Harry Harlow: A Revolutionary Who Changed Child-Rearing Practices in Industrialized Countries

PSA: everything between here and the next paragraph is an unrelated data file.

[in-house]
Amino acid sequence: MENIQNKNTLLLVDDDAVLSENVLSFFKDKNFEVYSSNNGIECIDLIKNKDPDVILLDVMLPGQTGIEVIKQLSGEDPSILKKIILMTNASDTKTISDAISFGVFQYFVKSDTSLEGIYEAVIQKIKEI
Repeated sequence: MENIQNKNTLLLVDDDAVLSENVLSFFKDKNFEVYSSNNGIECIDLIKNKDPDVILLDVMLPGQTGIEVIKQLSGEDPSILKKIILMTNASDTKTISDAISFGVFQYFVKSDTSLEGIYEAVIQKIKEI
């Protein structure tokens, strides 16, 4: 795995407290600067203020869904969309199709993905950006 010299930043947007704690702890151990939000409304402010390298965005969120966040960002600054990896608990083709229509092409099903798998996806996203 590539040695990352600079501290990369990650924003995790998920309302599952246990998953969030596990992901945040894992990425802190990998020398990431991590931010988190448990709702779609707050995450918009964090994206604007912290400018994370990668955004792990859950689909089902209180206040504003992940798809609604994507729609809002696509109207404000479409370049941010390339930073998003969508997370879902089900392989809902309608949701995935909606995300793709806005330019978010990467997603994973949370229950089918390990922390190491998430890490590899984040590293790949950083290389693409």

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Harry Harlow: a Revolutionary Who Changed Child-Rearing Practices in Industrialized Countries Harry Harlow remains a controversial figure. He was extremely influential in behavioral and cognitive psychology as well as psychoanalysis which he strongly criticized, but some of his experiments with moneys were cruel and insensitive. The animal rights movement in the United States grew partly in response to the manner Harlow experimented with monkeys. His revolutionary influence, however, cannot be downplayed. His experiments and the conclusions he made challenged the basics of behavioral psychology of the 1930s to '50s. Thanks to Harlow, it is now generally accepted that children's needs cannot be met just by feeding them that children are in need of other psychological variables such as touching, caring, cuddling, and carrying (Slater, 2004; Sumoi, Horst, & Veer, 2008). Thanks to the influence of one man, the industrialized world has changed fundamentally its child-rearing principles. Harlow was interested in behavioral and cognitive psychology and the science of attachment and loss that was evolving at the time. Through his studies, Harlow made two arguments. The first was that emotional aspect of mother love was more important than the physiological aspect of it. He substantiated the theory, suggesting that nurture was as important, or even more important, than nature. The second was that the mother-child attachment was critical at the early stages of an infant's life.

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